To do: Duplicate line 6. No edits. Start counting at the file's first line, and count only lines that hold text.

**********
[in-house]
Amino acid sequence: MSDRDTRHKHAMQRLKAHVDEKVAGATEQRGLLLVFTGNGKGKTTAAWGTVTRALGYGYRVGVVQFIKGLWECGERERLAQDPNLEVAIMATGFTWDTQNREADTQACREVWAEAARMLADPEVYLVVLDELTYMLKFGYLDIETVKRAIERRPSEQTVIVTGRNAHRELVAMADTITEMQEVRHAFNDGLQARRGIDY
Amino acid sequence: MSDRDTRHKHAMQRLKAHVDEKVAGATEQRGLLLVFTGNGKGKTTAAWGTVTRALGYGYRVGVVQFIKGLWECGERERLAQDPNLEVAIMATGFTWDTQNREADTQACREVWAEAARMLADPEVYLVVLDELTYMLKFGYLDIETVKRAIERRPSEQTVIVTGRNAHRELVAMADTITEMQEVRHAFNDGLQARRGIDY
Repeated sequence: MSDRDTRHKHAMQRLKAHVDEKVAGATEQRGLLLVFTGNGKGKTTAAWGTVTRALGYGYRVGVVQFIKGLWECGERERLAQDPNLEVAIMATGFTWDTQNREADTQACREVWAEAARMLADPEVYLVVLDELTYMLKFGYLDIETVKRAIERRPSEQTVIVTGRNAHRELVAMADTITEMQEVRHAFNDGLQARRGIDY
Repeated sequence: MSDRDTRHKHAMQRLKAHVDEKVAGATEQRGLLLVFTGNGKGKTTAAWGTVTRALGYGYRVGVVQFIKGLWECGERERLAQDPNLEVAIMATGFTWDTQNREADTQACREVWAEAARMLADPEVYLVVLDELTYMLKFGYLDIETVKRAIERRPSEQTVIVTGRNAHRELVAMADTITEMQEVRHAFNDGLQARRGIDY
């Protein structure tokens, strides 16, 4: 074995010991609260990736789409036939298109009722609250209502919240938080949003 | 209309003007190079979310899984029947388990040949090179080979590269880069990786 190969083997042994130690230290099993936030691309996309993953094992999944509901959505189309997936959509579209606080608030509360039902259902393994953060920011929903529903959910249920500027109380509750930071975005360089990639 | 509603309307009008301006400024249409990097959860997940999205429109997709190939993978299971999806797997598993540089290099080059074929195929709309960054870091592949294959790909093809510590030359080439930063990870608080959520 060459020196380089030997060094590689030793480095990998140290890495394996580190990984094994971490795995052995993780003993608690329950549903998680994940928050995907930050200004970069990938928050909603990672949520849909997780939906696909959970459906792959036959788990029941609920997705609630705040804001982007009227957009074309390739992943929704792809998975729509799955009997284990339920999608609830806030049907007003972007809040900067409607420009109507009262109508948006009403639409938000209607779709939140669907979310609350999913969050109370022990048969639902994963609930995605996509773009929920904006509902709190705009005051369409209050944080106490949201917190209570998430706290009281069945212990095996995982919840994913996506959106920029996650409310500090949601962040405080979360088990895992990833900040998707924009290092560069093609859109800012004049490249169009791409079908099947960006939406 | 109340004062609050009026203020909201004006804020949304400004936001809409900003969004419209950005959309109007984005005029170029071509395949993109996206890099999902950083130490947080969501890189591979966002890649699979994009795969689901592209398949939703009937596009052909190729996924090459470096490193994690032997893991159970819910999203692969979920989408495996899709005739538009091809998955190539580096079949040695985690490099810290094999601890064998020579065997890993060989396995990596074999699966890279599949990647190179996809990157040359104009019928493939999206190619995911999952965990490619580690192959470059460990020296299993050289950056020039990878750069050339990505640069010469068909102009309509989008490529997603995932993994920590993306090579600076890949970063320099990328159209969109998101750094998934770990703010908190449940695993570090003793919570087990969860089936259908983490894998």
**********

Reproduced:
């Protein structure tokens, strides 16, 4: 074995010991609260990736789409036939298109009722609250209502919240938080949003 | 209309003007190079979310899984029947388990040949090179080979590269880069990786 190969083997042994130690230290099993936030691309996309993953094992999944509901959505189309997936959509579209606080608030509360039902259902393994953060920011929903529903959910249920500027109380509750930071975005360089990639 | 509603309307009008301006400024249409990097959860997940999205429109997709190939993978299971999806797997598993540089290099080059074929195929709309960054870091592949294959790909093809510590030359080439930063990870608080959520 060459020196380089030997060094590689030793480095990998140290890495394996580190990984094994971490795995052995993780003993608690329950549903998680994940928050995907930050200004970069990938928050909603990672949520849909997780939906696909959970459906792959036959788990029941609920997705609630705040804001982007009227957009074309390739992943929704792809998975729509799955009997284990339920999608609830806030049907007003972007809040900067409607420009109507009262109508948006009403639409938000209607779709939140669907979310609350999913969050109370022990048969639902994963609930995605996509773009929920904006509902709190705009005051369409209050944080106490949201917190209570998430706290009281069945212990095996995982919840994913996506959106920029996650409310500090949601962040405080979360088990895992990833900040998707924009290092560069093609859109800012004049490249169009791409079908099947960006939406 | 109340004062609050009026203020909201004006804020949304400004936001809409900003969004419209950005959309109007984005005029170029071509395949993109996206890099999902950083130490947080969501890189591979966002890649699979994009795969689901592209398949939703009937596009052909190729996924090459470096490193994690032997893991159970819910999203692969979920989408495996899709005739538009091809998955190539580096079949040695985690490099810290094999601890064998020579065997890993060989396995990596074999699966890279599949990647190179996809990157040359104009019928493939999206190619995911999952965990490619580690192959470059460990020296299993050289950056020039990878750069050339990505640069010469068909102009309509989008490529997603995932993994920590993306090579600076890949970063320099990328159209969109998101750094998934770990703010908190449940695993570090003793919570087990969860089936259908983490894998």